I wonder what my grandchildren will take from my suppers. Will they joke about the kugels, the unending offering of deserts, some strange detail that I imparted such as my grandmother’s delicious dun- coloured handmade wine from purple plums, or the reminisces of rollicking fun I shared with my cousins. Or the disgusting slurp of sucking chicken feet?

This year, the first ever, my family from Philadelphia will arrive for the family dinner completing the circle . How excited am I ,covering their beds with toys and new clothes.Usually we fill that absence at Thanksgiving at there house, but it happiness of happiness, joy of joys, on Sunday night -in person – they will be here, participating in traditions that are saturated with love: from the planning of foods to the folding of napkins to covering the them” with uninvited hugs and sloppy kisses, steeping them in Rosh Hashannah adoration.

The traditions etched in my mind and body have indeed shaped me as a person, a Jewish person acculturated by my laxity of making the traditions fit my life, weighing the precepts of giving anonymously, living a honest life, not fasting when sick, sadacka, for example, scoffing at burying dishes in the earth, or not eating shrimp, etc: the strange bits I discover when reading the translation of Torah portions written in another age…

Rather, it is the meaning of passing down a closeness, a memory of what it means to belong to a religious ritual- even briefly -that is initiated by an old and sacred story, a story that interrupts the workday to stress what is the most significant and meaningful in my life, that “time out of time”: as T.S. Eliot might conjecture, ” the still point of the turning wheel”. The family at the core of one’s life, the family that even when we’re gone will continue to interrupt the stream of their lives to sit down at dusk to reinvent and participate in a that yearly event that reaffirms difference but continuity in Jewish lives.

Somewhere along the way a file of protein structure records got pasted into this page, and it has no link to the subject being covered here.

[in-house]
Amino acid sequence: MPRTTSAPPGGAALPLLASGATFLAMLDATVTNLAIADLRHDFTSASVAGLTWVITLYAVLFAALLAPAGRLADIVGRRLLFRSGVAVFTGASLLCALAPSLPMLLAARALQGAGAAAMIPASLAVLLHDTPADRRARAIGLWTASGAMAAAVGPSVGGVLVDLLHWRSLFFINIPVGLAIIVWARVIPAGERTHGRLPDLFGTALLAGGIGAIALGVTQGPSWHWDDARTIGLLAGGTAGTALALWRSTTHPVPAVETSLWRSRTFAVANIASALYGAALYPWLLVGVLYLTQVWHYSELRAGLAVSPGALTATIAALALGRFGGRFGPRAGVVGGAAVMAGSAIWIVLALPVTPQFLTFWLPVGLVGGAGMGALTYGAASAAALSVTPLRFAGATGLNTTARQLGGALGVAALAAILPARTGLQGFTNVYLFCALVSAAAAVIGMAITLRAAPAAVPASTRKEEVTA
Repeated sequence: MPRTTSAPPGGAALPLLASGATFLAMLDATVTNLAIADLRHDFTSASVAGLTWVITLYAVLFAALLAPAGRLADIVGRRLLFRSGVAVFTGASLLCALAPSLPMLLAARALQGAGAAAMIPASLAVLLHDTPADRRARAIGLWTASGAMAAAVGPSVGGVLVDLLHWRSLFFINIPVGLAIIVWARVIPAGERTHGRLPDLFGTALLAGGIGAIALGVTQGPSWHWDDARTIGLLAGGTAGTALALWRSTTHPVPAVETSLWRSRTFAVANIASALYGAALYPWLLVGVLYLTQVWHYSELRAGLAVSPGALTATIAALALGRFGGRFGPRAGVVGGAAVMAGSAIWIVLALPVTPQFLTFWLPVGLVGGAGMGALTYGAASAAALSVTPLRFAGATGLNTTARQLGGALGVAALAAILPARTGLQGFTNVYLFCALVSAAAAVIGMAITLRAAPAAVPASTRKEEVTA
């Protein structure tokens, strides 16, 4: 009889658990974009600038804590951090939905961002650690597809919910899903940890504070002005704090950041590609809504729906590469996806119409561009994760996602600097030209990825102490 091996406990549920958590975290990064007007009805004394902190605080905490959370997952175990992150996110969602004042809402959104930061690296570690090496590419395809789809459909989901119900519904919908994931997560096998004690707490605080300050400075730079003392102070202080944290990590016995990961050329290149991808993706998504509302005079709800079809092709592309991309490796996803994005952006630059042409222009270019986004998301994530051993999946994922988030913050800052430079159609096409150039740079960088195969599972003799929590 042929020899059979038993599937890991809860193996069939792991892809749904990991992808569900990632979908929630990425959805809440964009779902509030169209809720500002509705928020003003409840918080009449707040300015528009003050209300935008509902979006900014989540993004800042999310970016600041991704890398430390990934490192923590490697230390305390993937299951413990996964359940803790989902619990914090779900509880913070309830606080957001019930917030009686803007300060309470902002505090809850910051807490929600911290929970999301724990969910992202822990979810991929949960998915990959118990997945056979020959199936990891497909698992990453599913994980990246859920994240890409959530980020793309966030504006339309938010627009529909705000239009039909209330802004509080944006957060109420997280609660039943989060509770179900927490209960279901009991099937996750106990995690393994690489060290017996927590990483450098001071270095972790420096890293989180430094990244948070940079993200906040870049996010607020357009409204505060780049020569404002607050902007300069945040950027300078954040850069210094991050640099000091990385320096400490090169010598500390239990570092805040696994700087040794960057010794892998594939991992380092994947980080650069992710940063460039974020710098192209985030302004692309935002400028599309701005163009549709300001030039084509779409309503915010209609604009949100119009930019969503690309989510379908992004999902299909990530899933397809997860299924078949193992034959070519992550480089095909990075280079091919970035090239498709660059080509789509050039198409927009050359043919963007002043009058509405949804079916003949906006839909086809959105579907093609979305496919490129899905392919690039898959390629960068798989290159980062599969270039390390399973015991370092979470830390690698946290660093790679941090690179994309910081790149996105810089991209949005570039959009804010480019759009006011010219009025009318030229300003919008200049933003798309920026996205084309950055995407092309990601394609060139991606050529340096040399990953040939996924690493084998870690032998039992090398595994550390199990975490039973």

Stories of ordinary people

There is the factory girl, the immigrant, the son of the truck driver and the lonely lady who owns the bar. These are just ordinary people, people who come and go, grapple with life’s manipulations and tribulations. They are not self serving types. They do not blame their circumstances on others, rather they are merely dreamers searching for a way to improve or change the conditions of their days and weeks and years.

The factory girl is spunky, outspoken, denying but entranced by the fellow who works at the park. She keeps returning ,magnetized by his charisma, fascinated and like the moth to light drawn to danger.

The immigrant born in the Carribean knows he’s an outsider. Constantly his upbringing is the hand that smacks him and taunts him, causing him to talk too much but somehow his sense of self pushes him forward to excel beyond his caste in society.